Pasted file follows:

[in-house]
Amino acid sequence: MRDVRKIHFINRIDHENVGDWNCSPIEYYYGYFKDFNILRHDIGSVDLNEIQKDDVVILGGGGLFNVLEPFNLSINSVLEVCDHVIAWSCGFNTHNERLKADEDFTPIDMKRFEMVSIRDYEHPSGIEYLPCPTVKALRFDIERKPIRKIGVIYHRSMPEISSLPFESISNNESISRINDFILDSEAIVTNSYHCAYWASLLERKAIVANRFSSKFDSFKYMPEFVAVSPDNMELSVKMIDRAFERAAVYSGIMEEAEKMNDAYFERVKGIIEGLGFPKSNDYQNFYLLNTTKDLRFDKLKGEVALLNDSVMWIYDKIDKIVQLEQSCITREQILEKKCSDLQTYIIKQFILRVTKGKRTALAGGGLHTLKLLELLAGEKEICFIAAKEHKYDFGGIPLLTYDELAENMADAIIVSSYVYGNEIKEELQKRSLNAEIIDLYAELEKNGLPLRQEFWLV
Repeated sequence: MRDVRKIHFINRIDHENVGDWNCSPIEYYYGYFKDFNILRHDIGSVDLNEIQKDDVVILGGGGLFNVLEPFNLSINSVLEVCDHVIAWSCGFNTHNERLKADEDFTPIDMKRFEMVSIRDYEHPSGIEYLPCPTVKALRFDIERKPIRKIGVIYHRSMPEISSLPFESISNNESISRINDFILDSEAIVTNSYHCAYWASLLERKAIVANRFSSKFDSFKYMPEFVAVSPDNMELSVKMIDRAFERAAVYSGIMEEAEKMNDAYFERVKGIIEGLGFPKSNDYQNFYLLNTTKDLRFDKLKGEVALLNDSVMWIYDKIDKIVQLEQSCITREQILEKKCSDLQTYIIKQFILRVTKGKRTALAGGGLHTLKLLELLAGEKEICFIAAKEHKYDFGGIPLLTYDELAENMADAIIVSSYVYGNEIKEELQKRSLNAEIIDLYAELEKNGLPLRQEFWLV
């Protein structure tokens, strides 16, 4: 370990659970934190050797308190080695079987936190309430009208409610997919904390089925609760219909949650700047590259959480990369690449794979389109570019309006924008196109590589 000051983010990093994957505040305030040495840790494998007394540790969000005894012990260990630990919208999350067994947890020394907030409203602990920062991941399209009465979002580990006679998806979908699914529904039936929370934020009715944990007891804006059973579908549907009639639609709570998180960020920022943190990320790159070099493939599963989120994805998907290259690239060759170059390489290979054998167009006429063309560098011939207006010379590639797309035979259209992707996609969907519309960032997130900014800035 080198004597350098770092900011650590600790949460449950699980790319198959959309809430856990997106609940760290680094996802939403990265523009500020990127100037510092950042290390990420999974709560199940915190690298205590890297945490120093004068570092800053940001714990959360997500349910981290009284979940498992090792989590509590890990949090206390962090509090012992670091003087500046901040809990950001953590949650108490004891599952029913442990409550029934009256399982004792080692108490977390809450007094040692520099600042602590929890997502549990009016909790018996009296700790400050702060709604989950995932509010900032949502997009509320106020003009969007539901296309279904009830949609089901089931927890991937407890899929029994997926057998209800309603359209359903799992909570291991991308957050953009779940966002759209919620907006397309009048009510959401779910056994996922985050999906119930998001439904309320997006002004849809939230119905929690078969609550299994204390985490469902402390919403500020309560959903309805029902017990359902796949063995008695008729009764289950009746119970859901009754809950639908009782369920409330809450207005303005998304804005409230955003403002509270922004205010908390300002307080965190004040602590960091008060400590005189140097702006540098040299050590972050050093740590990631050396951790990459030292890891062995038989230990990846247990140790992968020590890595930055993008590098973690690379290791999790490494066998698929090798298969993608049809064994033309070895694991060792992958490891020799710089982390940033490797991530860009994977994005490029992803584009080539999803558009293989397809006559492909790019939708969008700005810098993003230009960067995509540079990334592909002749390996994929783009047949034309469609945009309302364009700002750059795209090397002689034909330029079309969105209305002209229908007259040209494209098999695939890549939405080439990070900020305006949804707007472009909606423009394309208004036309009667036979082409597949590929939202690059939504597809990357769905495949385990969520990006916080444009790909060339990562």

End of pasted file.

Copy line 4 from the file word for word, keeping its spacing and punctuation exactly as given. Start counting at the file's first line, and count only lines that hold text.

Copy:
């Protein structure tokens, strides 16, 4: 370990659970934190050797308190080695079987936190309430009208409610997919904390089925609760219909949650700047590259959480990369690449794979389109570019309006924008196109590589 000051983010990093994957505040305030040495840790494998007394540790969000005894012990260990630990919208999350067994947890020394907030409203602990920062991941399209009465979002580990006679998806979908699914529904039936929370934020009715944990007891804006059973579908549907009639639609709570998180960020920022943190990320790159070099493939599963989120994805998907290259690239060759170059390489290979054998167009006429063309560098011939207006010379590639797309035979259209992707996609969907519309960032997130900014800035 080198004597350098770092900011650590600790949460449950699980790319198959959309809430856990997106609940760290680094996802939403990265523009500020990127100037510092950042290390990420999974709560199940915190690298205590890297945490120093004068570092800053940001714990959360997500349910981290009284979940498992090792989590509590890990949090206390962090509090012992670091003087500046901040809990950001953590949650108490004891599952029913442990409550029934009256399982004792080692108490977390809450007094040692520099600042602590929890997502549990009016909790018996009296700790400050702060709604989950995932509010900032949502997009509320106020003009969007539901296309279904009830949609089901089931927890991937407890899929029994997926057998209800309603359209359903799992909570291991991308957050953009779940966002759209919620907006397309009048009510959401779910056994996922985050999906119930998001439904309320997006002004849809939230119905929690078969609550299994204390985490469902402390919403500020309560959903309805029902017990359902796949063995008695008729009764289950009746119970859901009754809950639908009782369920409330809450207005303005998304804005409230955003403002509270922004205010908390300002307080965190004040602590960091008060400590005189140097702006540098040299050590972050050093740590990631050396951790990459030292890891062995038989230990990846247990140790992968020590890595930055993008590098973690690379290791999790490494066998698929090798298969993608049809064994033309070895694991060792992958490891020799710089982390940033490797991530860009994977994005490029992803584009080539999803558009293989397809006559492909790019939708969008700005810098993003230009960067995509540079990334592909002749390996994929783009047949034309469609945009309302364009700002750059795209090397002689034909330029079309969105209305002209229908007259040209494209098999695939890549939405080439990070900020305006949804707007472009909606423009394309208004036309009667036979082409597949590929939202690059939504597809990357769905495949385990969520990006916080444009790909060339990562």